H.R. 3329 poses potential threats to U.S. commitments under the JCPOA, particularly the commitments to refrain from re-imposing sanctions lifted under the nuclear accord and to prevent interference with Iran’s realization of the full benefit of the JCPOA’s sanctions lifting. Lawmakers should clarify that the legislation is not intended to violate or enable the administration to utilize the authorities to act inconsistent with U.S. obligations under the JCPOA.
Mandatory Sanctions on Foreign Parties Engaged in Sanctionable Activities
The bill imposes mandatory sanctions on foreign parties that provide material support to groups, organizations, media outlets, and foreign persons that are related to or acting for or on behalf of Hizballah. Section 101 of the bill mandates the President to impose blocking sanctions on any foreign person that is determined to knowingly assist, sponsor, or provide significant financial, material, or technological support to certain Hizballah-related entities and media outlets, as well as to any other parties engaged in fundraising or recruitment activities on behalf of Hizballah. While the bill does provide for the President to exercise waivers if doing so is vital to the U.S. national security interest, the bill nonetheless forces the President to brief Congress before effecting any such waiver as to its justification. As a result, Congress intends to exercise intense scrutiny and oversight on the President’s use of waivers.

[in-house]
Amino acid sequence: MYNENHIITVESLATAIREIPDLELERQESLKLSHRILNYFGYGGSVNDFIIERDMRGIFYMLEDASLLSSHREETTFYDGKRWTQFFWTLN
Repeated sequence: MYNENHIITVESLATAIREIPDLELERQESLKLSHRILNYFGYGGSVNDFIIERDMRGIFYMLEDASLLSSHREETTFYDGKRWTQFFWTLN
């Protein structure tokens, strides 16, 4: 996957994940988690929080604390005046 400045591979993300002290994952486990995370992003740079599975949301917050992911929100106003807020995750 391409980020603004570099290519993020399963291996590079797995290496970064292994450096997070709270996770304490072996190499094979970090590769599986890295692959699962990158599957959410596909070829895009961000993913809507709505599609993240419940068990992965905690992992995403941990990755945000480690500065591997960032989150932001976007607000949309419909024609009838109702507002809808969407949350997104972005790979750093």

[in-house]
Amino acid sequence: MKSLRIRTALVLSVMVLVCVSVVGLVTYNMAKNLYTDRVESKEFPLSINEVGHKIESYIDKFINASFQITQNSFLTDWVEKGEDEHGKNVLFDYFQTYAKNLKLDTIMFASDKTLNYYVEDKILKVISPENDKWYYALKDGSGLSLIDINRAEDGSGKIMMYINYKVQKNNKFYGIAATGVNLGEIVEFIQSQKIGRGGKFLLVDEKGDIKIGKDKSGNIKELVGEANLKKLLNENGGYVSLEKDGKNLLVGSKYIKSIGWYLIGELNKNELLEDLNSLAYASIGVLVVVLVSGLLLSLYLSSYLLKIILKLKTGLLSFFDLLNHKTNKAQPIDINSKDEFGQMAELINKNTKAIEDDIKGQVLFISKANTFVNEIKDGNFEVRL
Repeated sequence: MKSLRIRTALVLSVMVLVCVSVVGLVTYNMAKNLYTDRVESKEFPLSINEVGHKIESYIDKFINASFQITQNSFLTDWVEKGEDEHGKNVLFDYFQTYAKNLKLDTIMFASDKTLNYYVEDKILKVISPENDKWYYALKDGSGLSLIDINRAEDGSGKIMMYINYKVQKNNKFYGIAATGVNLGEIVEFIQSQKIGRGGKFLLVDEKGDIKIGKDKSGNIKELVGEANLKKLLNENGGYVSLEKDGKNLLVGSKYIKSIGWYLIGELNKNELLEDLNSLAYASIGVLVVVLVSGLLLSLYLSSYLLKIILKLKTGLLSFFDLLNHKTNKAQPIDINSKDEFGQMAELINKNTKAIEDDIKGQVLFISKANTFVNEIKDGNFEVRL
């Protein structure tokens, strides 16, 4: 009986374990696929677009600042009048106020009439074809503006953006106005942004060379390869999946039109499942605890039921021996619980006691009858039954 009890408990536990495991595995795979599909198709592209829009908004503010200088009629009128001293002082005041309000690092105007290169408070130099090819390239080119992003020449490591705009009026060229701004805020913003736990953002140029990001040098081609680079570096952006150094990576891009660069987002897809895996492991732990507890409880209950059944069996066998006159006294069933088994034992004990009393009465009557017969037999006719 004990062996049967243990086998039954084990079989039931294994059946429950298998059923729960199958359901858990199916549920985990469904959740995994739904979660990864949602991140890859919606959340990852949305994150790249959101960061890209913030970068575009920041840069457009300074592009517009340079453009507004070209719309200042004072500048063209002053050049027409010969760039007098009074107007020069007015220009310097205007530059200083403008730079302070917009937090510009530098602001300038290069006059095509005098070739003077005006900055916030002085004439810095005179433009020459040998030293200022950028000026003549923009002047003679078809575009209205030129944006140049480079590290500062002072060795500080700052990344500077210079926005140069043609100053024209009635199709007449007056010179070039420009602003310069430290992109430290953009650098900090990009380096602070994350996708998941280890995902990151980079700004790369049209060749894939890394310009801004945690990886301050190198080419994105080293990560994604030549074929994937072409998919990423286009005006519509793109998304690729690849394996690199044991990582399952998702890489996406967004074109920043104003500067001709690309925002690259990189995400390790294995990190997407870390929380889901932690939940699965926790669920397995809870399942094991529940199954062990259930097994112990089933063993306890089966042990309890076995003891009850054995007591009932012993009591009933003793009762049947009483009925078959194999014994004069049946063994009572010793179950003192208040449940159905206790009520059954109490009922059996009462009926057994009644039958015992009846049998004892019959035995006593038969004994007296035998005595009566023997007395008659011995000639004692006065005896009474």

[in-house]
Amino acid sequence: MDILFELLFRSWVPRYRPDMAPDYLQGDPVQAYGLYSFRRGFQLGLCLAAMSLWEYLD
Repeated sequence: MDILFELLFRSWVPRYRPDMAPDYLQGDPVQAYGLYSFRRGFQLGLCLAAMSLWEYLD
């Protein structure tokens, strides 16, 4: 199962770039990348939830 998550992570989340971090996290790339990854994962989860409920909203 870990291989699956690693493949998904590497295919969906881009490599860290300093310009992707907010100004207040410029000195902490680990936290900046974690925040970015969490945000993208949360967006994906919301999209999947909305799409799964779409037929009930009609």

Setting the Stage for the Re-Designation of Iranian Banks?
The bill also requires the President to submit a report to Congress as to whether Iranian banks are engaged in sanctionable activities related to Hizballah, including, but not limited to, the provision of support to entities designated for acting for or on behalf of Hizballah (e.g., Bank Saderat). For instance, the bill amends Section 102 of the Hizballah International Financing Prevention Act of 2015 by mandating the President to submit to Congress an annual report identifying each foreign bank that engages in activities sanctionable under that earlier legislation, including, but not limited to, knowingly facilitating a significant transaction for Hizballah or for parties placed on OFAC’s SDN List for acting for or on behalf of Hizballah. The President’s report is limited to those foreign banks that operate in or are organized under the laws of a U.S.-designated state sponsor of terrorism (e.g., Iran). As a result, this specific provision appears intended to set the stage for the President to designate additional Iranian banks under Executive Order 13224, which could effectuate the re-designation of and re-imposition of U.S. sanctions on Iranian banks and seriously impede Iran’s access to the global financial system in violation of U.S. commitments under the JCPOA.